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Federation Standard

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English (native name as seen)

Pronunciation

/ɪŋglɪʃ/ (Help:IPA)

Origin

Created by – Not applicable
(natural language)
Homeworld – Terra (Earth),
United Federation of Planets

Dialects

three major, 60+ minor;
special - Federation Standard (debatable)

Syntax

SVO; isolating-synthetic hybrid

Writing system

Latin

Official Status

Official language in

real world - 54 nations, 27 non- sovereign entities, 12 international organizations; in universe - United Federation of Planets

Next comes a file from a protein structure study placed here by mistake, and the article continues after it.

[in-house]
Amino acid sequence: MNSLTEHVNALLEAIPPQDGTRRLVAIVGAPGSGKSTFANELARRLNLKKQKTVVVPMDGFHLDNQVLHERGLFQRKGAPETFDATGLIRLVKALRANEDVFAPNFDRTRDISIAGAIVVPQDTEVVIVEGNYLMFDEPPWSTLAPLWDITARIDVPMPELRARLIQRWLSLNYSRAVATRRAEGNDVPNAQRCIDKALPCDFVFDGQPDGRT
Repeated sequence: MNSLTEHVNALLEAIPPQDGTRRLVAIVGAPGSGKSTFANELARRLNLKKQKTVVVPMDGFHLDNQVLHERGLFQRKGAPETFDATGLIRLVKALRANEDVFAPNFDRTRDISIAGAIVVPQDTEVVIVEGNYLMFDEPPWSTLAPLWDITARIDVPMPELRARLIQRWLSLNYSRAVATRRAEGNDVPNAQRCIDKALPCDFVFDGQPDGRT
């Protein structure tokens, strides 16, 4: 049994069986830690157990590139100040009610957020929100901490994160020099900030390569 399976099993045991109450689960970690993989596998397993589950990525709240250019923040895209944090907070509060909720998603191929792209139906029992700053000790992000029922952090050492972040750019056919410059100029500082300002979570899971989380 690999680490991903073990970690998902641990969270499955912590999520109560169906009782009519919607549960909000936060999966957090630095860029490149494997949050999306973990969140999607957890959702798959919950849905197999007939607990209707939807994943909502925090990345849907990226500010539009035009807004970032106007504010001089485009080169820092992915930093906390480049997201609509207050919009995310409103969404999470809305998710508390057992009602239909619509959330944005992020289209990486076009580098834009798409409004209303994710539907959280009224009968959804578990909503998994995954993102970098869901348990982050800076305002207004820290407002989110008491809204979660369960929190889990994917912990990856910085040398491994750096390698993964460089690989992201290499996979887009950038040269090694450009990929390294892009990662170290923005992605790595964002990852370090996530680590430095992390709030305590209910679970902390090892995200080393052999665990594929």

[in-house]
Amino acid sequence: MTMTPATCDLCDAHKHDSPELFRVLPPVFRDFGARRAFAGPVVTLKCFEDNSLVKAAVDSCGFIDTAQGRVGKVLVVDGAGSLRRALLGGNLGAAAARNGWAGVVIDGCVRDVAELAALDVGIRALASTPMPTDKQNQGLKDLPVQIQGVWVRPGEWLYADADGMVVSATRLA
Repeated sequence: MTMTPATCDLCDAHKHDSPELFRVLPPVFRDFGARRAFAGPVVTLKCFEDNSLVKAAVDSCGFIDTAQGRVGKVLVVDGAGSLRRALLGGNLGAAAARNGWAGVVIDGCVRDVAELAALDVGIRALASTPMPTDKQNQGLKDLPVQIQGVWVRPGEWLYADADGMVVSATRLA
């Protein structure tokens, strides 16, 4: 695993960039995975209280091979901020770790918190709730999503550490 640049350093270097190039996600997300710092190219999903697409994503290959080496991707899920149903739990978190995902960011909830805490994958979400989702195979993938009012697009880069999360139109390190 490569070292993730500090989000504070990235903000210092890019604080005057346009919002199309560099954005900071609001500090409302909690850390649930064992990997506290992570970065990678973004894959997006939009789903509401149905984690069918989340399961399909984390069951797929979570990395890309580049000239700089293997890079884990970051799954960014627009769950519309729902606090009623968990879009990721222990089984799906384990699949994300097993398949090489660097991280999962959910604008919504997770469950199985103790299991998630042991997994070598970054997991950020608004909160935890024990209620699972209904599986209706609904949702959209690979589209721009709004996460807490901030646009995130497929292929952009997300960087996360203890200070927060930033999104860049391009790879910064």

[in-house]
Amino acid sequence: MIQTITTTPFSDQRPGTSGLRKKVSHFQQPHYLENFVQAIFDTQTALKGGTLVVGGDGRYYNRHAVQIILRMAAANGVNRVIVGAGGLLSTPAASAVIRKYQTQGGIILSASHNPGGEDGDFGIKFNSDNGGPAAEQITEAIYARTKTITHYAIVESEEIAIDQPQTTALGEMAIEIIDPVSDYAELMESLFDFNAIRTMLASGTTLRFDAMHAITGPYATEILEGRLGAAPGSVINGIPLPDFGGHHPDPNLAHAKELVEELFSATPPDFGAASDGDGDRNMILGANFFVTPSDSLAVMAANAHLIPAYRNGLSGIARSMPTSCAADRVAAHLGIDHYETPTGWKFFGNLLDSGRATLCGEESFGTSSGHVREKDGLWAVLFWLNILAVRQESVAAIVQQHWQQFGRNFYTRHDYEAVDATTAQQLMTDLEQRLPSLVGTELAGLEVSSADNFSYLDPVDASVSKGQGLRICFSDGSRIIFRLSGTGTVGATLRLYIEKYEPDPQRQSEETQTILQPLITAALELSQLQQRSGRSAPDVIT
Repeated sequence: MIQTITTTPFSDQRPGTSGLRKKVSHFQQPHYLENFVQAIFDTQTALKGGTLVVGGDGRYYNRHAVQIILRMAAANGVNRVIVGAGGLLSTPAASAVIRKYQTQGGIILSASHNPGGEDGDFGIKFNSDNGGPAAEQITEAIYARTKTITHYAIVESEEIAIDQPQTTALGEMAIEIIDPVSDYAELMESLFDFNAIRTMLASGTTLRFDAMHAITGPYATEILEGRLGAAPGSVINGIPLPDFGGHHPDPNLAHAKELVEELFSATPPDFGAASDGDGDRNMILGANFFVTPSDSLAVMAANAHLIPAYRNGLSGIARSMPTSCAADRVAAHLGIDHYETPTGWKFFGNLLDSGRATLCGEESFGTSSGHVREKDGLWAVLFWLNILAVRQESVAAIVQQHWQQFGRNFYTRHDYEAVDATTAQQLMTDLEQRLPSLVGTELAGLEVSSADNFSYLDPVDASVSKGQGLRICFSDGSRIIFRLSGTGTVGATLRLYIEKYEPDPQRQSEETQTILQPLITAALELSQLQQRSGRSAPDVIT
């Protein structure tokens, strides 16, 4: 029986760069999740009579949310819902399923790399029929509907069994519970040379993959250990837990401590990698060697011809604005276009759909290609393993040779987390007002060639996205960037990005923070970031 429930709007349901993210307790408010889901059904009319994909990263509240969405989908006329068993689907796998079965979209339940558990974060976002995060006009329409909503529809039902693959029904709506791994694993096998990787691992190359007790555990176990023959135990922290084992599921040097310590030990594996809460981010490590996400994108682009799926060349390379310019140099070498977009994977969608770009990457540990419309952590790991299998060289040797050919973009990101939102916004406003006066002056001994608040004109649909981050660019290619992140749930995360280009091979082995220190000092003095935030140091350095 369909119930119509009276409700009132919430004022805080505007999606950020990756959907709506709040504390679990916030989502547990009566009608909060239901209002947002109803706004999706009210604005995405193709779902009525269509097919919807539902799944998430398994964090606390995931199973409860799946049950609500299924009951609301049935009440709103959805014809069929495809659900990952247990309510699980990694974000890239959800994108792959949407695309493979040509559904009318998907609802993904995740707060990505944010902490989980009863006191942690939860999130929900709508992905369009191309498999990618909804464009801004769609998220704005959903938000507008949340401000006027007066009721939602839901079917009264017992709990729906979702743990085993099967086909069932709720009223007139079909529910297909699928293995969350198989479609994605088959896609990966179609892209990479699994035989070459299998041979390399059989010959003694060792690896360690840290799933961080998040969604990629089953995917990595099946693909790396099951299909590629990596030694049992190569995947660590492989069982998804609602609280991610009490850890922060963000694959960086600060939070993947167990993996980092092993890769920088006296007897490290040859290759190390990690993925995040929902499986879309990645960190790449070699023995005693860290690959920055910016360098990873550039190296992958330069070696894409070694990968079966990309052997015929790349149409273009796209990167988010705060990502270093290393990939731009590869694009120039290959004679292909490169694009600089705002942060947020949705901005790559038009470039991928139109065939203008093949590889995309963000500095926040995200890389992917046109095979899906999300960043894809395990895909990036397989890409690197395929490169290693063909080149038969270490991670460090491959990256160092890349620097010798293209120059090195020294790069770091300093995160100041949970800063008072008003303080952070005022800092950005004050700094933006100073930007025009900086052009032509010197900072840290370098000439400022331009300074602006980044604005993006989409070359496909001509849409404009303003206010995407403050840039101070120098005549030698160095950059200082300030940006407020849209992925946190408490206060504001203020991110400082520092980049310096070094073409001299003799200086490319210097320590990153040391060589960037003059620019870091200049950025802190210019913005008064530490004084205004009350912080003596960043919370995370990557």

Regulated by

real world - none; in universe - unknown

Codes and Resources

ISO code(s)

en (ISO 639-1), eng (ISO 639-2, 639-3)

SLI registry

FED


English, also referred to as Federation Standard in some literary sources, is one of the foremost languages of the United Federation of Planets. It is the standard language of Starfleet vessels and officers, and has been featured prominently on later versions of the Federation national flag.

HistoryEdit

Hwæt we Gardena in gear dagum
þeod cyninga þrym gefrunon
hu ða æþelingas ellen fremedon
The opening of the epic poem Beowulf. Written circa 1000 CE, it may be the oldest surviving record of the English language.